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Rules committee looks at remote, in-person juvenile hearings

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Rule booksIn what could be a microcosm for the debate over how to balance in-person and remote court proceedings in a post-COVID world, the Juvenile Court Rules Committee has made recommendations on remote hearings for dependency and delinquency proceedings.

At its October 14 meeting, the committee reviewed proposals for remote access in juvenile proceedings being prepared by the Supreme Court’s Steering Committee on Family and Children in the Courts.

The court’s COVID-19 Workgroup, which had recommended remote proceeding and other changes for most other procedural rules, deferred to the steering committee on juvenile rules. The steering committee, in turn, sent its rule amendments to the Juvenile Court Rules Committee for feedback prior to filing its proposed changes with the Supreme Court.

The rules committee generally approved most of the steering committee’s recommendations on remote proceedings, with some mostly technical changes. Then it went on to make its own proposals, which would keep automatic in-person proceedings in dependency cases only for the most serious adjudications and allowing all preliminary proceedings to be done remotely, unless a party could show good cause for an in-person hearing.

An ad hoc subcommittee had proposed that dependency hearings be divided into three categories of in-person, remote, and hybrid hearings that combine some participants being in court and others appearing remotely.

As proposed, arraignment, dependency adjudicatory, dependency supplemental adjudicatory, advisory, and termination of parental rights adjudicatory hearings would be in person, unless the court orders otherwise.

Shelter, shelter review, judicial review, and permanency hearings, and pre-trial, status, and case management conferences would be held remotely, unless the court orders otherwise.

All other types of dependency hearings would be hybrid hearings. Parties could petition to change the type of hearing up to five days before it is scheduled, or 24 hours before an emergency hearing.

Committee member Robin Rosenberg said the proposal made it too hard to have in-person hearings in important cases.

She said the advance notice requirement to change a remote shelter hearing “eliminates any possibility of requiring it to be in person…. I am more concerned about the presumption that judicial review and permanency hearing, which I think are very significant from the child’s perspective, being presumptively remote….

“In trying to poll colleagues around the state, the feedback I got is things are done very differently in different parts of the state and this would be really disruptive to things that are working well in some places,” Rosenberg said.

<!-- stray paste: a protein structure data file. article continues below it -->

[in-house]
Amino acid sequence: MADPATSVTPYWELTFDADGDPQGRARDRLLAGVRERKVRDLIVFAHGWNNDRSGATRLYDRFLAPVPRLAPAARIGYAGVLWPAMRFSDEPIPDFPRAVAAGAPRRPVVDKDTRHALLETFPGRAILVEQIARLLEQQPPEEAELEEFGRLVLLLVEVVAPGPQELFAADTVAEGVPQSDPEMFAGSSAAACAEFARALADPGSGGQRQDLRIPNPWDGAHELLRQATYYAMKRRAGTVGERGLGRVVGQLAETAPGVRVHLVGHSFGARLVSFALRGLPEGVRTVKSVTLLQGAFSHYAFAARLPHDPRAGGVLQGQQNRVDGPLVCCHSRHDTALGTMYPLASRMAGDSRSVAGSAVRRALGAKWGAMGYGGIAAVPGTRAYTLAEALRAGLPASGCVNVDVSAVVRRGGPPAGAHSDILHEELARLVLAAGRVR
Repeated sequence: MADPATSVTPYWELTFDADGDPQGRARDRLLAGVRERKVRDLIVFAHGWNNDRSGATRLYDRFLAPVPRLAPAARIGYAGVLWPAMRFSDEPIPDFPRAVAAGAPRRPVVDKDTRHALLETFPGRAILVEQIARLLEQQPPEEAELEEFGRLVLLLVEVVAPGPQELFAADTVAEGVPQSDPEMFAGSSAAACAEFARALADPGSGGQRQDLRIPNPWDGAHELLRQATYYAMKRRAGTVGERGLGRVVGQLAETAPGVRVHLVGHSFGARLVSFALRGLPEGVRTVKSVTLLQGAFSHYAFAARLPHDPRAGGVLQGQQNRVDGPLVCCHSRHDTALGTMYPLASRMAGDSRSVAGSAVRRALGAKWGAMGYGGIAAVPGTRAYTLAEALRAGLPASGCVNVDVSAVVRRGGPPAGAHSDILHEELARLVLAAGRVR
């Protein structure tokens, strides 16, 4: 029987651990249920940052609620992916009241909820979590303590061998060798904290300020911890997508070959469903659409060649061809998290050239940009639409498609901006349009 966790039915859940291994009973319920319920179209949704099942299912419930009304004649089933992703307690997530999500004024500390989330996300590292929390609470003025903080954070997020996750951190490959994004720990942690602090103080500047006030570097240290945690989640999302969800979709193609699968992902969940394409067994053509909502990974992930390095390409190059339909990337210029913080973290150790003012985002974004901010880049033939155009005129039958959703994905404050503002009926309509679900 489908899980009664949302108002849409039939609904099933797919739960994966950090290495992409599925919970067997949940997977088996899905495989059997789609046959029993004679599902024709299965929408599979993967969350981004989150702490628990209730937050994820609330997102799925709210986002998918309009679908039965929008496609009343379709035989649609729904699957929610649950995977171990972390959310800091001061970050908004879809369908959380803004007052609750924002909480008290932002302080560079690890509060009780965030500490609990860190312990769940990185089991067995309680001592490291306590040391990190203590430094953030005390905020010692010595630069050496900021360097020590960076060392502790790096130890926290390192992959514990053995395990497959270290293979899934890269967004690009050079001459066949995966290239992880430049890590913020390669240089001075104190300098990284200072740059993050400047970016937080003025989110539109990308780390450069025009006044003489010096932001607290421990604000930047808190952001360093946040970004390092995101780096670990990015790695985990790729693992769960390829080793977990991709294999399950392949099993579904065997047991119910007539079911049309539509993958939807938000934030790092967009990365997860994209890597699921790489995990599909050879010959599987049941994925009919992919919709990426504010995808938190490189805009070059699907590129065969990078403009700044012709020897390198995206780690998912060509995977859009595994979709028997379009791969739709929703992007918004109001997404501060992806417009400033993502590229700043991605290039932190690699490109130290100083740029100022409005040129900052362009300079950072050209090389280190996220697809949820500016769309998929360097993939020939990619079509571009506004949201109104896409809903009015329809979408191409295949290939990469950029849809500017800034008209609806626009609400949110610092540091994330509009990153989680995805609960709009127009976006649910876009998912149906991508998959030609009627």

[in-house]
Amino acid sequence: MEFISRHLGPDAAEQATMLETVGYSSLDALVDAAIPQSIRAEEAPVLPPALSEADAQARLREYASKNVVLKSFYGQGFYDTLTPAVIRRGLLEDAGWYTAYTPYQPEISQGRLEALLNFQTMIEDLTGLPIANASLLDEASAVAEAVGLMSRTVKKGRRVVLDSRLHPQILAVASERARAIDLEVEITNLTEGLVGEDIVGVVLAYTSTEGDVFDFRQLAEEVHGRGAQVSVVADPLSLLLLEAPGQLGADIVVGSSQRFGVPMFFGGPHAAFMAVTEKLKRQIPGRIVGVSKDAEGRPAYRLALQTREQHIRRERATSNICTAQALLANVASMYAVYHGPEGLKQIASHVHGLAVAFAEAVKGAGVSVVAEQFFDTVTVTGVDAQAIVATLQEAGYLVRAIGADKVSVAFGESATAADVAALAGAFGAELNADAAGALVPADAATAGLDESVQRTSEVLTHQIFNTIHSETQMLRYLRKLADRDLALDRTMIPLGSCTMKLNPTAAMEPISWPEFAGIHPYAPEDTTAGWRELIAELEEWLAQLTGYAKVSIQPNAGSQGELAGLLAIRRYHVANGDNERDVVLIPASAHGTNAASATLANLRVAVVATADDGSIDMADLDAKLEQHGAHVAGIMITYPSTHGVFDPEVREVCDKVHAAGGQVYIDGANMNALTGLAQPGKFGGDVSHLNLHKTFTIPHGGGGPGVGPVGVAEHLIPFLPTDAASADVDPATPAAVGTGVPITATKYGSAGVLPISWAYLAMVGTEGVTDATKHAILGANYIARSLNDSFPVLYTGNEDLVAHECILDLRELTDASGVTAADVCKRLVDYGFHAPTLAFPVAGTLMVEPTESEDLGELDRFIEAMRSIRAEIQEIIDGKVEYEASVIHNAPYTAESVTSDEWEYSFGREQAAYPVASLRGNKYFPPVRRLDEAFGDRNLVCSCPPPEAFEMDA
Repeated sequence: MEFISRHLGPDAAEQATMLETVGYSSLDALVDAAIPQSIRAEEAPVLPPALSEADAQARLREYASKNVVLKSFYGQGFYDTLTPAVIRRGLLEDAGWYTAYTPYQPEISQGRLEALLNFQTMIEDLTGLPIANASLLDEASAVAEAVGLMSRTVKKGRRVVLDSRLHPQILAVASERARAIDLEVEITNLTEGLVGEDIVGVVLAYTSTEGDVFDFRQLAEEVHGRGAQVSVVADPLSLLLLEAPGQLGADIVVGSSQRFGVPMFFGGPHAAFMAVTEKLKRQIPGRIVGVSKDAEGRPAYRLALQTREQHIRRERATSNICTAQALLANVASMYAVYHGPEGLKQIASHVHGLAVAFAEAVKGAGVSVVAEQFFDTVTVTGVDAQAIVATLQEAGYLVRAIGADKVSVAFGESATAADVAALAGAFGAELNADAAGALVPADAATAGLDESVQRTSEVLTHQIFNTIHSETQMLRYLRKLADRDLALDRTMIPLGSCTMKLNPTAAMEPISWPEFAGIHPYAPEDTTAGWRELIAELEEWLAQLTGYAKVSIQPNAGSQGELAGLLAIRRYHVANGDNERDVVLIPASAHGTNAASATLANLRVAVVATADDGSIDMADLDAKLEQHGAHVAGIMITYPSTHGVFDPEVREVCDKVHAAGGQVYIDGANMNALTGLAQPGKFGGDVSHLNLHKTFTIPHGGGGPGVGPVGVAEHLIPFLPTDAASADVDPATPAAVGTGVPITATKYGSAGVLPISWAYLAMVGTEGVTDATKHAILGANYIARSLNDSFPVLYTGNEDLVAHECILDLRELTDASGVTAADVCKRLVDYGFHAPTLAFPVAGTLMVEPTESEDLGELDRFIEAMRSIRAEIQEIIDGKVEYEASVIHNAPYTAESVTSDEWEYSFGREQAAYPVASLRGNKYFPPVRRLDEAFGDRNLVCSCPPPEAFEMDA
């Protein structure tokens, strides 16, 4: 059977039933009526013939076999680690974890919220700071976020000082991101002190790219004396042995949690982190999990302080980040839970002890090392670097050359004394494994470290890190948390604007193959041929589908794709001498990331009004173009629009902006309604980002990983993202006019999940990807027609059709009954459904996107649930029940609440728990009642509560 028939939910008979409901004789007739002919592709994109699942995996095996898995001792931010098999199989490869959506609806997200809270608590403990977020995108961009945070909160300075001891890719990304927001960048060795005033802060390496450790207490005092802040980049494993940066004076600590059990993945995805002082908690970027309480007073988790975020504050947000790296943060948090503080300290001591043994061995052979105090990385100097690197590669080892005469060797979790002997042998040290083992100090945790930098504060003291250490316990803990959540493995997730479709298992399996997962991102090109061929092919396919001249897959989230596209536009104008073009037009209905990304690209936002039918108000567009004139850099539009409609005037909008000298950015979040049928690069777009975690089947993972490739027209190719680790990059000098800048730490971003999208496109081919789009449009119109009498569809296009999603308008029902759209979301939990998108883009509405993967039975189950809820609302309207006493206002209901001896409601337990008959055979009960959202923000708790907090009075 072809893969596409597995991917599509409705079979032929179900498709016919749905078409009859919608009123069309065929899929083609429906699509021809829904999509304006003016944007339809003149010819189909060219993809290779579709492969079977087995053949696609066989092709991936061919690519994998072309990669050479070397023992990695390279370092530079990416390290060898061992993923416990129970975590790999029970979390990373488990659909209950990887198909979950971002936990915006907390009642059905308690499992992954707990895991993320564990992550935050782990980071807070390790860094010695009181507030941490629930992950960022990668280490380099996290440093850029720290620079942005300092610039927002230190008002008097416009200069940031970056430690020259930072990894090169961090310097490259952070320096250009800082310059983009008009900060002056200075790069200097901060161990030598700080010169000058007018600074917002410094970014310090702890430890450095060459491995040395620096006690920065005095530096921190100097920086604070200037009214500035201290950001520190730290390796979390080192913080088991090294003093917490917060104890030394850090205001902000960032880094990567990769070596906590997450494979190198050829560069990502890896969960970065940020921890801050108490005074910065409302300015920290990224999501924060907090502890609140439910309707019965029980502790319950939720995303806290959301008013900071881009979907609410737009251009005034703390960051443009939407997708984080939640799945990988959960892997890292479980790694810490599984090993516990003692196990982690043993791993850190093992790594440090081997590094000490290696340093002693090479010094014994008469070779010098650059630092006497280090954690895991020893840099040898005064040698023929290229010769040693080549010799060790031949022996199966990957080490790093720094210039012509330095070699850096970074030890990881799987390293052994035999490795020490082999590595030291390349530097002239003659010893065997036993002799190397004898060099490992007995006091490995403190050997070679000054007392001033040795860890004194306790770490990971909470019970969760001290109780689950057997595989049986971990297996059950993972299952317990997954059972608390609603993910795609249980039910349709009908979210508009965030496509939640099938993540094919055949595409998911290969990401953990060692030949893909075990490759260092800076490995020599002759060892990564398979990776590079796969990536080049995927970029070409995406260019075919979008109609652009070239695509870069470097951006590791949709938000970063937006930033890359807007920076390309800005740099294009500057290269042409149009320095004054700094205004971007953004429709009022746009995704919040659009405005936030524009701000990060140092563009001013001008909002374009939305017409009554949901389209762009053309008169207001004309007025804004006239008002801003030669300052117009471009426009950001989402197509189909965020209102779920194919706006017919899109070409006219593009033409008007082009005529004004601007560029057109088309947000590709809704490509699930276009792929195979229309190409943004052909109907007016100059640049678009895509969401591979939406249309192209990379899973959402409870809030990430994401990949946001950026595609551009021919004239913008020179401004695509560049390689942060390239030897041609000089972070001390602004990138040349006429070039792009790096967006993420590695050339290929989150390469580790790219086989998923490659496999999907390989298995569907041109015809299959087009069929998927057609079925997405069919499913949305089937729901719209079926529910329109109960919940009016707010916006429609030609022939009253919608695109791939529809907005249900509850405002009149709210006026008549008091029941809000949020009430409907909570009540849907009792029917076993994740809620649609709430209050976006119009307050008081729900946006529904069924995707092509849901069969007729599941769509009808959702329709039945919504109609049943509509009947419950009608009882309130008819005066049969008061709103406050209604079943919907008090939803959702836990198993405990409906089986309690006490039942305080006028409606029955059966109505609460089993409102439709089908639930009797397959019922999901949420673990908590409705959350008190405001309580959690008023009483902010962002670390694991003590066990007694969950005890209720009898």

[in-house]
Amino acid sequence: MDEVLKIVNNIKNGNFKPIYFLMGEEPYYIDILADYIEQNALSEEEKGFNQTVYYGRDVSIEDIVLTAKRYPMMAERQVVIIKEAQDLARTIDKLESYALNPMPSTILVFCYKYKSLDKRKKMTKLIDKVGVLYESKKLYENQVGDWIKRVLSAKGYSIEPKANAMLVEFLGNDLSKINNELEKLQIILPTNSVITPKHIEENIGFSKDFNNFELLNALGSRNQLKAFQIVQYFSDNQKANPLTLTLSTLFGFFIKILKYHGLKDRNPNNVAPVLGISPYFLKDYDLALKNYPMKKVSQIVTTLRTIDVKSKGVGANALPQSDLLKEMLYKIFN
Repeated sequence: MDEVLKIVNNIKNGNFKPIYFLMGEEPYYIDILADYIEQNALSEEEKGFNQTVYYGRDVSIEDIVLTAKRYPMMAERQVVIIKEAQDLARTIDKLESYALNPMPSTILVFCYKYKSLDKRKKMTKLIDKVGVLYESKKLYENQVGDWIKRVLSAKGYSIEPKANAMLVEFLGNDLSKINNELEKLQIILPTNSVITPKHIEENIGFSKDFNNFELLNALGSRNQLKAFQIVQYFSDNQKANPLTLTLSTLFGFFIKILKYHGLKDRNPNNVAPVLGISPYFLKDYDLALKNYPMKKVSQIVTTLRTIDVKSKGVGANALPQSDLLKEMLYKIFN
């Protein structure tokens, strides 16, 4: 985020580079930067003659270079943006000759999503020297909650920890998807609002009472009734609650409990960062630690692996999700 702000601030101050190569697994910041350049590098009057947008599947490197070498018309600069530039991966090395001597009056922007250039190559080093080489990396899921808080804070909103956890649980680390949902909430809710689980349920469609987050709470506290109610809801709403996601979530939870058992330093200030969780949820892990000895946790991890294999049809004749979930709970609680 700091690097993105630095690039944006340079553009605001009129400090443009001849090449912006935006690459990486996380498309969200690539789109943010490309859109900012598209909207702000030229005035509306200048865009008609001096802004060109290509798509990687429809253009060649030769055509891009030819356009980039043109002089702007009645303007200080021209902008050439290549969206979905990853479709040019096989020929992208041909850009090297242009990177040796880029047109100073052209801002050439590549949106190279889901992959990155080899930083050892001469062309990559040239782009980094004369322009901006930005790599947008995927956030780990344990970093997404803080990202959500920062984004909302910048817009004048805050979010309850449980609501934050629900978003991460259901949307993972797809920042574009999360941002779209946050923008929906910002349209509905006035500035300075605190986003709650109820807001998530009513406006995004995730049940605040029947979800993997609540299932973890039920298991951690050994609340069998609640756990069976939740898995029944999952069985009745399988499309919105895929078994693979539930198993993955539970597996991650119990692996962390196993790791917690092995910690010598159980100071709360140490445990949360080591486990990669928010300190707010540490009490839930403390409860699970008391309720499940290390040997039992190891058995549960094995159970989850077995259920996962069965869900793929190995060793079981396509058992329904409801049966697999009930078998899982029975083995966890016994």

But former committee member David Silverstein said remote sessions actually improve participation.

“The proceedings I’ve attended, children have had a lot more opportunity to address the court and a lot more flexibility regarding remote hearings,” he said. “Actually, kids are more present now than they’ve ever been in court.”

“In Marion County, we’ve been doing everything remotely…for over a year and it’s worked extremely well and everyone is pleased. I wish we could make it all available and if someone wanted to stop it, they would have to file a motion,” said committee member Donald Royston. “Parents show up who might not otherwise show up. People can appear remotely. We don’t have a problem with out-of-town witnesses. It’s been wonderful.”

Committee member Richard Joyce advocated changing the committee’s suggested Rule 8.255 so that only adjudicatory proceedings would be required to be in person, dropping arraignments and advisory proceedings.

Joyce’s motion passed 17-4 with four members abstaining. A second motion was made to have all proceeding remote, but that failed 4-21.

“I don’t want to diminish the importance…of a termination of parental rights adjudicatory hearing or a dependency hearing because we’re talking about a fundamental liberty interest of a parent,” Joyce said, adding if interpreters were involved, such remote hearings would be even more difficult. “I would prefer to be in court for the hearings I mentioned just so I could have better communication with my client and understand better. I think they’re too important to make them remote.”

Members noted that judges under the rules could use local administrative orders to expand or contract the use of in-person and remote hearings.

The committee passed its recommended changes to the steering committee rules 21-1, with three abstentions.

One other amendment the committee made to its recommended rules was to change a provision that said “parents” in a remote hearing should have a guaranteed way to confidentially confer with their lawyers to all “parties” in a hearing should have that right.

“Everyone who is appearing remotely should have the opportunity to have confidential communications with their attorney,” said Rosenberg, who made the suggestion.

The committee’s recommendations now go back to the steering committee, which will ultimately recommend amendments on remote and in-person proceedings to the Supreme Court in dependency cases.

The court is already separately considering recommendations from the COVID-19 Workgroup and the Rules of General Practice and Judicial Administration on remote proceedings.

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